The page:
Sophia Parnok: The Life and Work of Russia's Sappho

Overview

The weather in Moscow is good, there's no cholera, there's also no lesbian love...Brrr! Remembering those persons of whom you write me makes me nauseous as if I'd eaten a rotten sardine. Moscow doesn't have them--and that's marvellous."
Anton Chekhov, writing to his publisher in 1895

Chekhov's barbed comment suggests the climate in which Sophia Parnok was writing, and is an added testament to to the strength and confidence with which she ...

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Sophia Parnok: The Life and Work of Russia's Sappho

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Overview

The weather in Moscow is good, there's no cholera, there's also no lesbian love...Brrr! Remembering those persons of whom you write me makes me nauseous as if I'd eaten a rotten sardine. Moscow doesn't have them--and that's marvellous."
Anton Chekhov, writing to his publisher in 1895

Chekhov's barbed comment suggests the climate in which Sophia Parnok was writing, and is an added testament to to the strength and confidence with which she pursued both her personal and artistic life. Author of five volumes of poetry, and lover of Marina Tsvetaeva, Sophia Parnok was the only openly lesbian voice in Russian poetry during the Silver Age of Russian letters. Despite her unique contribution to modern Russian lyricism however, Parnok's life and work have essentially been forgotten.

Parnok was not a political activist, and she had no engagement with the feminism vogueish in young Russian intellectual circles. From a young age, however, she deplored all forms of male posturing and condescension and felt alienated from what she called patriarchal virtues. Parnok's approach to her sexuality was equally forthright. Accepting lesbianism as her natural disposition, Parnok acknowledged her relationships with women, both sexual and non-sexual, to be the centre of her creative existence.

Diana Burgin's extensively researched life of Parnok is deliberately woven around the poet's own account, visible in her writings. The book is divided into seven chapters, which reflect seven natural divisions in Parnok's life. This lends Burgin's work a particular poetic resonance, owing to its structural affinity with one of Parnok's last and greatest poetic achievements, the cycle of love lyrics Ursa Major. Dedicated to her last lover, Parnok refers to this cycle as a seven-star of verses, after the seven stars that make up the constellation. Parnok's poems, translated here for the first time in English, added to a wealth of biographical material, make this book a fascinating and lyrical account of an important Russian poet. Burgin's work is essential reading for students of Russian literature, lesbian history and women's studies.

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Editorial Reviews

Publishers Weekly - Publisher's Weekly
Critical biographies run the risk of advancing more criticism than biography, of illuminating an author's work while shedding only shadows on her daily experience. Part of a series titled The Cutting Edge: Lesbian Life and Literature, Burgin's study of ``the only openly lesbian voice in Russian poetry'' is no exception. While Burgin's affectionate intelligence succeeds in its goal of enlivening Parnok's soulful lyrics for Western readers, she lacks either resource or inclination to introduce Parnok as a flesh-and-blood being making her way through the actual world. Not until Parnok reaches her twenties do we learn that she has suffered since childhood with Grave's disease, and never do we learn the full clinical consequences to Parnok's health. About the poet's appearance there is equally little, and of her actions in pre-Revolutionary and Stalinist Russia, there are too many phrases like ``something apparently did come up.'' Parnok comes across as a melodramatic, needy person whose tormented yearnings and unconventional sexuality produced a provocative if insubstantial body of work. Though Burgin's thoughts about translation make for interesting reading, her assumption that Parnok's poems are autobiographical remains woefully unexamined. Still, her efforts to meld the poet's works and passions will awaken sympathy for this neglected lesbian artist while never quite justifying the series editor's claim that Parnok was ``brilliant.'' (May)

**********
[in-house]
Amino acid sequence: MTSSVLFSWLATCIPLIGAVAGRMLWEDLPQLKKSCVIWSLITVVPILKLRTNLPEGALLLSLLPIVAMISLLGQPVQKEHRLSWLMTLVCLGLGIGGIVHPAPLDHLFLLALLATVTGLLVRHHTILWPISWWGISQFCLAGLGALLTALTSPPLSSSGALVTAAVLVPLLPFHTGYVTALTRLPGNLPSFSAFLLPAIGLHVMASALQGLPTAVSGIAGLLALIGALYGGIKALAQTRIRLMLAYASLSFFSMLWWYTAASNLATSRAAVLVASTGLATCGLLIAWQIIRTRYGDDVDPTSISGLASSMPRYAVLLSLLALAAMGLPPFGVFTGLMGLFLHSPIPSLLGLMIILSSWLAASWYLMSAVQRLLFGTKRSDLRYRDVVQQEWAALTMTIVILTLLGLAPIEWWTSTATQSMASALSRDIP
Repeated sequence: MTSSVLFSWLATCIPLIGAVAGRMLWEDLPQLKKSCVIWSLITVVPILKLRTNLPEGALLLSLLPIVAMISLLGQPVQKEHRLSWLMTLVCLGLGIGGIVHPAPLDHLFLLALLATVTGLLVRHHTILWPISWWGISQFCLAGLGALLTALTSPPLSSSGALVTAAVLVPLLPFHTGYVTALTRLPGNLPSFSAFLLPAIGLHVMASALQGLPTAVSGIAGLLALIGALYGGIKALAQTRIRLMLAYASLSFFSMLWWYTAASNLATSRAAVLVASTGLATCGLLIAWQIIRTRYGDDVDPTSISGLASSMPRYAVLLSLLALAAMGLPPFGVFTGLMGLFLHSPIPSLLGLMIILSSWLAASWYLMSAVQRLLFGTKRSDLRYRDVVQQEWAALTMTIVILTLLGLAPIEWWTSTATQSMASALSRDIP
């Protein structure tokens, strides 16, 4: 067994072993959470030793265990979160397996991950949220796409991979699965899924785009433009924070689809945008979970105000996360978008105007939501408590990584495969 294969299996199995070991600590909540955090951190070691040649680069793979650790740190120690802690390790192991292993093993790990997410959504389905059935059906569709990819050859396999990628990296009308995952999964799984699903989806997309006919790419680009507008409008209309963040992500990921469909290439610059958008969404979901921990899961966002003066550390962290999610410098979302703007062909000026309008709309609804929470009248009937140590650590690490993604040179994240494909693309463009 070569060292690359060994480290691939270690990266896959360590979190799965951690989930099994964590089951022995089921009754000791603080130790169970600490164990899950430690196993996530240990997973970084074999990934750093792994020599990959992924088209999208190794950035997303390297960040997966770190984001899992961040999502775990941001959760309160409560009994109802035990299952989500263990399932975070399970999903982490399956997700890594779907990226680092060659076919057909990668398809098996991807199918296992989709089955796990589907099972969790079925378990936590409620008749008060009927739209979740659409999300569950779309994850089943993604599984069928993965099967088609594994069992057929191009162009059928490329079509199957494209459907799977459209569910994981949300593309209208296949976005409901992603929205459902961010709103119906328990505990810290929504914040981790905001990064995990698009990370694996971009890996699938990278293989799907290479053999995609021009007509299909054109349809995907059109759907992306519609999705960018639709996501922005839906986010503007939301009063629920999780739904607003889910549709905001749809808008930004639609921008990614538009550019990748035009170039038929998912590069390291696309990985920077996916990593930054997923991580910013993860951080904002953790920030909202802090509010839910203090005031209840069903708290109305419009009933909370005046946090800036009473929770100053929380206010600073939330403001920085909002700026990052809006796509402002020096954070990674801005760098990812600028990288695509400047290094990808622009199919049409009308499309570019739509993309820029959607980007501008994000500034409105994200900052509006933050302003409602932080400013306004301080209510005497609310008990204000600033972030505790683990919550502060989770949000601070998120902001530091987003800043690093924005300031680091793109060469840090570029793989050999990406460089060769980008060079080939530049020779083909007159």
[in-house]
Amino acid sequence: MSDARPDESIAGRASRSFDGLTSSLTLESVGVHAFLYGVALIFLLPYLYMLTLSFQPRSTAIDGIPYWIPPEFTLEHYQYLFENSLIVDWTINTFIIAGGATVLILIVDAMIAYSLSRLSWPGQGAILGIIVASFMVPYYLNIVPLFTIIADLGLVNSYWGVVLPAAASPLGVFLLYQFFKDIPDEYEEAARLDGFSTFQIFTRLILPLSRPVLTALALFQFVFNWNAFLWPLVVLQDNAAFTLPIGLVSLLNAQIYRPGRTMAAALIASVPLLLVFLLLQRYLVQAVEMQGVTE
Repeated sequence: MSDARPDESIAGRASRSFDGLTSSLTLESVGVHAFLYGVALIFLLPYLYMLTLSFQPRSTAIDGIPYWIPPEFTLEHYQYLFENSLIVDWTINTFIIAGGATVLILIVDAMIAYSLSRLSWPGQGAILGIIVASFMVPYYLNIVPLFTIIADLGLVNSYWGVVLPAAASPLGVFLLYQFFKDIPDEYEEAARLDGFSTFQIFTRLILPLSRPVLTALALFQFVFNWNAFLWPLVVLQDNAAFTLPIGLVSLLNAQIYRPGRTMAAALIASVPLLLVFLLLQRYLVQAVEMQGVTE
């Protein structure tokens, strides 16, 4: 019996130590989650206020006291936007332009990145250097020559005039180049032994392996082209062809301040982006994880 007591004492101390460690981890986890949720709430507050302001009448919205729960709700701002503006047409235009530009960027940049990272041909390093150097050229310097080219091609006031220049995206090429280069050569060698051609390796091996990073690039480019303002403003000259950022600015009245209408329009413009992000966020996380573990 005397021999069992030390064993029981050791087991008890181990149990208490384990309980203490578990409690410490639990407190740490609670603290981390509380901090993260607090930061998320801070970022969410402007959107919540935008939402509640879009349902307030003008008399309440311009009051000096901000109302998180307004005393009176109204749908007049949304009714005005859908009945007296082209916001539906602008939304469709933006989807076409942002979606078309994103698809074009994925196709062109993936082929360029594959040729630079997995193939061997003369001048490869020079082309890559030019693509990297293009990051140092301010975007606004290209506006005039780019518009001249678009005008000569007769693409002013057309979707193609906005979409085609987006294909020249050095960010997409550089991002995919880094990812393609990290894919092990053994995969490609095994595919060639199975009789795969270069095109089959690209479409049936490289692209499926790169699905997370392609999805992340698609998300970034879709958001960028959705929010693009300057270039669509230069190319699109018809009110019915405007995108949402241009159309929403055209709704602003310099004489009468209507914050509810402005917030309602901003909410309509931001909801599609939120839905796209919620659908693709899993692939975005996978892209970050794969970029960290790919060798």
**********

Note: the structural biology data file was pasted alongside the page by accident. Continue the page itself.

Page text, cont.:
Library Journal
Parnok (1885-1933) was the only avowed lesbian poet during the "silver age of Russian poets" (1893-1917). She published in her lifetime, overcoming obstacles thrown in her path by a sexist and homophobic society. Burgin's (Russian, Univ. of Massachusetts) study is shaped not so much by historical record (which contains many gaps) as by the poetry itself. The poet's life is chronicled, sometimes on a day-by-day basis, by interpretations of her emotional and physical state as depicted in her work. Although Parnok wrote during the revolution and subsequent civil strife, relatively little space is given to describing how events (including her arrest in 1921) might have affected her poetry. Instead, Burgin's rendering is almost entirely personal, with lengthy descriptions of her relationships. Nonetheless, this is a valuable study of a little-known but important literary talent. Recommended for Russian literature and women's studies collections.-Diane Gardner Premo, SILS, SUNY at Buffalo
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Product Details

Meet the Author

Diana Lewis Burgin is Professor of Russian and Chair of the Department of Modern Languages at the University of Massachusetts at Boston and an Associate of the Russian Research Centre, Harvard University. She is author of a biography in verse, numerous articles on Russian literature, and a translator of Russian prose and poetry.

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